View slideshow Stanford camp broadens media interest
During journalism camp, senior Brooke Stobbe learned how to be creative with a photo's frame by taking a series of pictures around Stanford University's campus of different objects, lighting and scenes.
I didn't want to go. It was the opportunity of a 17-year-old's lifetime, and I was uninterested enough to make Stanford University sound unattractive.
After teaching an hour-long seminar at the National Scholastic Press Association's journalism convention in Anaheim on April 16, I received an e-mail from a woman by the name of Beatrice Motamedi, a teacher, writer and youth media advocate based in Oakland, California. She had succeeded directory of a summer broadcast journalism camp called Newsroom by the Bay in Palo Alto, California, and wanted me to consider attending.
The camp sounded beneficial for my still-premature skill sets because, according to the Newsroom by the Bay, it was to focus on creating video, soundslides and other interactive aspects of online journalism. Seeing as I was either bad at or didn't know how to do any of these things, going to journalism camp wasn't exactly appealing.
I knew I would end up enjoying the experience and it would be ultimately advantageous, but I dreaded spending a week learning and shooting video, which is my least favorite aspect of my position on The Feather staff. Nonetheless, I submitted the application and began feeling optimistic about my upcoming adventure on the Stanford campus.
My application was received with a request to be the camp's first counselor-in-training (CIT). Honored that the camp created the staff position specifically for me, I took it on with pride.
When I e-mailed the Newsroom by the Bay's co-directors, Paul Kandell and Motamedi about my position as a CIT, we realized that none of us knew what my "job discription" entailed. I was half camper, half team leader.
"My knowledge and interest in broadcast journalism developed as I learned more tricks and skill in the craft. I look forward to next year and hope to again be invited as an official team leader." --Brooke Stobbe, '12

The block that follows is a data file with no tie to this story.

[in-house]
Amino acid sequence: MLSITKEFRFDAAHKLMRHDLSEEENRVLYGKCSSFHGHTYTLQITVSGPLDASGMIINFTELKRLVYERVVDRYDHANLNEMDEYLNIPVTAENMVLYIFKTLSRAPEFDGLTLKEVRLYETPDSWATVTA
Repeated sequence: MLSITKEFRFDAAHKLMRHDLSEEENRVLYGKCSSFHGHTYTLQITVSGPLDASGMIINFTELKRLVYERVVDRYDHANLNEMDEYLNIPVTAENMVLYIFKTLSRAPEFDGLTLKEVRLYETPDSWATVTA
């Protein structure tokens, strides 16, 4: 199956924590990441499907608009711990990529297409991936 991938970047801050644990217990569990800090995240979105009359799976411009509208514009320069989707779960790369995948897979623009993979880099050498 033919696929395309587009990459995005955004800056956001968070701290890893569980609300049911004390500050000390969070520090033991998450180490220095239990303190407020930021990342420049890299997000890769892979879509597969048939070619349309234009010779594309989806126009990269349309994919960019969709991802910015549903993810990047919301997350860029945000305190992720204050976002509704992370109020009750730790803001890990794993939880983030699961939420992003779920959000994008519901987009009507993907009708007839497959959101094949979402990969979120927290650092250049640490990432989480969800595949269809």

I went to a staff meeting on June 25 to brief about first aid, schedules and our daily routine before the campers arrived in the evening. I was by far the youngest person in the room, the next being 23. I became the "go-to" about high school behavior and effective disciplinary tactics because the campers were, after all, around my age.
The structure of the camp was as follows: The campers, myself included, were divided into three teams for the morning and into four online newspapers for afternoons. From breakfast to lunch, the three teams rotated through classes. After lunch, students divided into their newspaper staffs and met with their team leader -- the adviser of their newspaper -- to plan the site's theme and talk about article, video and slideshow ideas. Until dinner, the reporters went around campus to write, film and capture stories. After dinner consisted of seminars and work time.
Multimedia Anchor Brooke Stobbe, '12.
For the first part of the week during reporting time, I went with other team leaders to a coffee shop to edit articles that our newspaper reporters had turned in and talk about what we do outside of journalism camp. The last days of camp I reported with the rest of my team and sent in my finished work. Since I was only half team leader, I had a co-team leader for my newspaper, The Courier.
The classes were jammed full of information I didn't know, and ended up not retaining -- thank goodness for laptops and note-taking. However, the information deemed useful and I gained experience, ideas and inspiration from the camp.
Despite having my own dorm room, the four girls across the hall basically became my roommates. Those girls, along with the many that hung out in the room with us, made the experience lighthearted because they brought fun and friendship into the extremely stressful and overwhelming environment of the camp.
Although we were on different newspaper staffs, we reported and wrote different articles with the same interview and spent our late nights working on our projects together. Through the frustration of our nightly deadlines and the information overload from morning classes, we stuck together and ended up enjoying the camp because of each other.
However, I was there to learn, which inherently entailed going to bed after midnight and trying to complete still unfinished articles during my morning classes. Coming up with stories was hard since our website had a theme to stick with, and creating the article, video and slideshow took forever. Despite this, I loved working together with everyone in the lounge or dorm room because we all had a common goal: get this done and go to bed.
Overall, I greatly enjoyed the camp experience. My knowledge and interest in broadcast journalism broadened as I learned more tricks and skill in the craft. I look forward to next year and hope to again be invited as an official team leader.
For more columns, read the Aug. 29 article, Philippines mission trip revered.